Disaster Recovery Planning for Nonprofits

Disaster Recovery Planning for Nonprofits

4.5 2
by Michael K. Robinson
     
 

Disaster recovery planning, while not an entirely new concept, has gained increased attention since the events of September 11th and the formation of the Department of Homeland Security. The topic, however, has not become well rooted in the nonprofit community. Disaster Recovery Planning for Nonprofits is a unique and timely book that is geared specifically towards

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Overview

Disaster recovery planning, while not an entirely new concept, has gained increased attention since the events of September 11th and the formation of the Department of Homeland Security. The topic, however, has not become well rooted in the nonprofit community. Disaster Recovery Planning for Nonprofits is a unique and timely book that is geared specifically towards the nonprofit sector. This text lays the framework for organizations that wish to gain an understanding of current practices and want to form comprehensive disaster recovery plans for themselves. Not only does the book treat the various aspects of planning, it also presents a number of case histories and the practices being used by nonprofits as identified from a 2003 survey. Readers will find the strategies more process oriented rather than technologically based, which will enable executives, managers, and employees of nonprofit organizations to use the text as a springboard in the successful formation of their disaster recovery plans.

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Editorial Reviews

History News
... [the book] offers some relevant advice by finding the common denominator among nonprofit agencies as varied as museums, social service agencies, and grant foundations... Robinson's most important point is that all records, whether hard copy or electronic, are part of the heart of any organization, and that contingencies must be made for recovery for business to continue following a disaster like Katrina... According to Robinson, the speed of recovery for nonprofit institutions following a disaster isdirectly linked to the ability to restore these institutional records... Robinson states that nonprofits tend not to be driven by technology and he devotes a fair portion of the book to electronic sources. At first glance, this seems irrelevant, but for less computer savvy nonprofits, the information provides basic information on securing electronic information. Robinson points out that a loss from a breach in cyber-security can be just as damaging as any fire or flood. He mentions that basics such as securing computers, installing firewalls, and limiting the number of personnel who have access to sensitive records, simple measures that should be part of a nonprofit's day-to-day operations to effectively prevent or limit damage done by compromised or stol
— Virginia Bartos, Historic Preservation Program Analyst at the New York State Office of Parks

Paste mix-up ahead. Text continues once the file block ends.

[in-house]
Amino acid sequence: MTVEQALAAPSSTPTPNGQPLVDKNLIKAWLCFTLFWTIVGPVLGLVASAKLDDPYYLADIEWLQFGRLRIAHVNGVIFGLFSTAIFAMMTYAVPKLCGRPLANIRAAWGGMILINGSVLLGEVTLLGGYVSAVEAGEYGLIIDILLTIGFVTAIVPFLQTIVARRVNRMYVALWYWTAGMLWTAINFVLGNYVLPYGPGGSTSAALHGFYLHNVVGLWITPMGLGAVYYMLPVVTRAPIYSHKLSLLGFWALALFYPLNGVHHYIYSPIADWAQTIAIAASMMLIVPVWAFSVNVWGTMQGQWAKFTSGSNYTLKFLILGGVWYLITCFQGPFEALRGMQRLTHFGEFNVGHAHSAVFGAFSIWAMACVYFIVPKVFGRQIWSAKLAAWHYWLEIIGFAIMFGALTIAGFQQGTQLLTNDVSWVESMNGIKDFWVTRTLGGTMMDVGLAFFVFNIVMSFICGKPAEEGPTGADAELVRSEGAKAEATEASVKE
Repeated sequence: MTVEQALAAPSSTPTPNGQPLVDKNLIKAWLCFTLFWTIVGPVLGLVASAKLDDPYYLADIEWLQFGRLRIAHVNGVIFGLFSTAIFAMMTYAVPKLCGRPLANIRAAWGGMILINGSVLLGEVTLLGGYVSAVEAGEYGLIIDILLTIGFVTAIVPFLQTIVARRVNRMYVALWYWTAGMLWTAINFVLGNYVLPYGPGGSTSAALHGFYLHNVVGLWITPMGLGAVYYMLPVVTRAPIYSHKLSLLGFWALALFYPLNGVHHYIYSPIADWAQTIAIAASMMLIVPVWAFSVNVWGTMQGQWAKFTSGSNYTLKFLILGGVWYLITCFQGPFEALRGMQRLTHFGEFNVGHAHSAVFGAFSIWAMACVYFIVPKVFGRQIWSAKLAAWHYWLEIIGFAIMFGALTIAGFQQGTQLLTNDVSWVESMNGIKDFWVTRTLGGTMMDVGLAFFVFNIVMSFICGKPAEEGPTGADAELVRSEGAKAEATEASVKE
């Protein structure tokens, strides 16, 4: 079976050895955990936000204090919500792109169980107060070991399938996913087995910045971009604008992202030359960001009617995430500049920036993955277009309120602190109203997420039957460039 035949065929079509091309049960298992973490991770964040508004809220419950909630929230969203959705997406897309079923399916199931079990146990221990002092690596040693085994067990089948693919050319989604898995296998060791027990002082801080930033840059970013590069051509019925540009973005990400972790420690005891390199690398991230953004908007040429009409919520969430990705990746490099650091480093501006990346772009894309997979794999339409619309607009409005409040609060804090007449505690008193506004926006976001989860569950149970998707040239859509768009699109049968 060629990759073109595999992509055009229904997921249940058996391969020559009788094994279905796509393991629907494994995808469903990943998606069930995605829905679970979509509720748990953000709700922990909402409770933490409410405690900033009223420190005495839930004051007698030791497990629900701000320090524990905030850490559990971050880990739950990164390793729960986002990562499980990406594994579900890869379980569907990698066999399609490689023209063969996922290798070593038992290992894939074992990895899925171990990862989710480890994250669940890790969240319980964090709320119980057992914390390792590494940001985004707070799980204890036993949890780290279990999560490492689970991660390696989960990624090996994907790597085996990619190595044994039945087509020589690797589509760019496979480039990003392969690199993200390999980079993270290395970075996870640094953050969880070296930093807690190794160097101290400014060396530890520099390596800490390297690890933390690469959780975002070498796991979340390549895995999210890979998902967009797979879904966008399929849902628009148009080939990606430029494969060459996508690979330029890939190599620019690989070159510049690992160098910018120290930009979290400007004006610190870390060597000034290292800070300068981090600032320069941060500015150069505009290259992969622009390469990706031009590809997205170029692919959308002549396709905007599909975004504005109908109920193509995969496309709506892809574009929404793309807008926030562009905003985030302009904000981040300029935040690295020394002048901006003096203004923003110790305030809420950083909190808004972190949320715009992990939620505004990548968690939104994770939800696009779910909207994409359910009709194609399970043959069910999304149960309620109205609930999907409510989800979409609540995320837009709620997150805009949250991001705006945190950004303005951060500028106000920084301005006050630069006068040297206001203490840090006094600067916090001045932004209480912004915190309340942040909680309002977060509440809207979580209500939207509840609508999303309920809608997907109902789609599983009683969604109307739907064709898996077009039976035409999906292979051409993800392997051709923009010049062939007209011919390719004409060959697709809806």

AASLH History News - Virginia Bartos
... [the book] offers some relevant advice by finding the common denominator among nonprofit agencies as varied as museums, social service agencies, and grant foundations... Robinson's most important point is that all records, whether hard copy or electronic, are part of the heart of any organization, and that contingencies must be made for recovery for business to continue following a disaster like Katrina... According to Robinson, the speed of recovery for nonprofit institutions following a disaster is directly linked to the ability to restore these institutional records... Robinson states that nonprofits tend not to be driven by technology and he devotes a fair portion of the book to electronic sources. At first glance, this seems irrelevant, but for less computer savvy nonprofits, the information provides basic information on securing electronic information. Robinson points out that a loss from a breach in cyber-security can be just as damaging as any fire or flood. He mentions that basics such as securing computers, installing firewalls, and limiting the number of personnel who have access to sensitive records, simple measures that should be part of a nonprofit's day-to-day operations to effectively prevent or limit damage done by compromised or stolen information... The real value of this book is its clear and convincing reasons for the need for disaster recovery planning, which makes it a useful tool for convincing any reluctant staff, volunteers, or board members who fail to see value in planning for the aftermath of a disaster.

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Product Details

ISBN-13:
9780761826606
Publisher:
The Rowman & Littlefield Publishing Group Inc
Publication date:
11/20/2003
Pages:
114
Product dimensions:
8.50(w) x 5.50(h) x 0.27(d)

Meet the Author

Michael K. Robinson is IT Director at Creative Direct Response and Adjunct Instructor at Anne Arundel Community College.

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